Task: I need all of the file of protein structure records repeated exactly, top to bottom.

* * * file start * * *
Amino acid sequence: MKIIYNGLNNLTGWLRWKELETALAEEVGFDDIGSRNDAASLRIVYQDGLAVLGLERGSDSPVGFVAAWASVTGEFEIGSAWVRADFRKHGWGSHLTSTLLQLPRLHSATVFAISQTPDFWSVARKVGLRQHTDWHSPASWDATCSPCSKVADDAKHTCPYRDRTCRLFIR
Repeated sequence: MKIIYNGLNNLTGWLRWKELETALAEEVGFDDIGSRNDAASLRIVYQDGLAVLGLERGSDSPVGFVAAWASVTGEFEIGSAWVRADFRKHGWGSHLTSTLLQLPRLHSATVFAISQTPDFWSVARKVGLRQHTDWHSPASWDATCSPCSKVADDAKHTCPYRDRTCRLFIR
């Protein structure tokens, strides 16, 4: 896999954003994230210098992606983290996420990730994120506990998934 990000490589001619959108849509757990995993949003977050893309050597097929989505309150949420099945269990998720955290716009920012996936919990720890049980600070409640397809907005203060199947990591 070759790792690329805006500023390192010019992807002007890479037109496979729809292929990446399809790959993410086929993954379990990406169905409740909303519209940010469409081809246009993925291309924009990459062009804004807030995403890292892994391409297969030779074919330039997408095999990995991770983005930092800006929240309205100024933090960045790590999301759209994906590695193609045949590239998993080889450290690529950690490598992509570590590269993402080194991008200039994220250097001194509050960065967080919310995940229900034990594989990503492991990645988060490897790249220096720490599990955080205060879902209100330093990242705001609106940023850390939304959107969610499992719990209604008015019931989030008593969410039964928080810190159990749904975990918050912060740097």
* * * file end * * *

Amino acid sequence: MKIIYNGLNNLTGWLRWKELETALAEEVGFDDIGSRNDAASLRIVYQDGLAVLGLERGSDSPVGFVAAWASVTGEFEIGSAWVRADFRKHGWGSHLTSTLLQLPRLHSATVFAISQTPDFWSVARKVGLRQHTDWHSPASWDATCSPCSKVADDAKHTCPYRDRTCRLFIR
Repeated sequence: MKIIYNGLNNLTGWLRWKELETALAEEVGFDDIGSRNDAASLRIVYQDGLAVLGLERGSDSPVGFVAAWASVTGEFEIGSAWVRADFRKHGWGSHLTSTLLQLPRLHSATVFAISQTPDFWSVARKVGLRQHTDWHSPASWDATCSPCSKVADDAKHTCPYRDRTCRLFIR
């Protein structure tokens, strides 16, 4: 896999954003994230210098992606983290996420990730994120506990998934 990000490589001619959108849509757990995993949003977050893309050597097929989505309150949420099945269990998720955290716009920012996936919990720890049980600070409640397809907005203060199947990591 070759790792690329805006500023390192010019992807002007890479037109496979729809292929990446399809790959993410086929993954379990990406169905409740909303519209940010469409081809246009993925291309924009990459062009804004807030995403890292892994391409297969030779074919330039997408095999990995991770983005930092800006929240309205100024933090960045790590999301759209994906590695193609045949590239998993080889450290690529950690490598992509570590590269993402080194991008200039994220250097001194509050960065967080919310995940229900034990594989990503492991990645988060490897790249220096720490599990955080205060879902209100330093990242705001609106940023850390939304959107969610499992719990209604008015019931989030008593969410039964928080810190159990749904975990918050912060740097």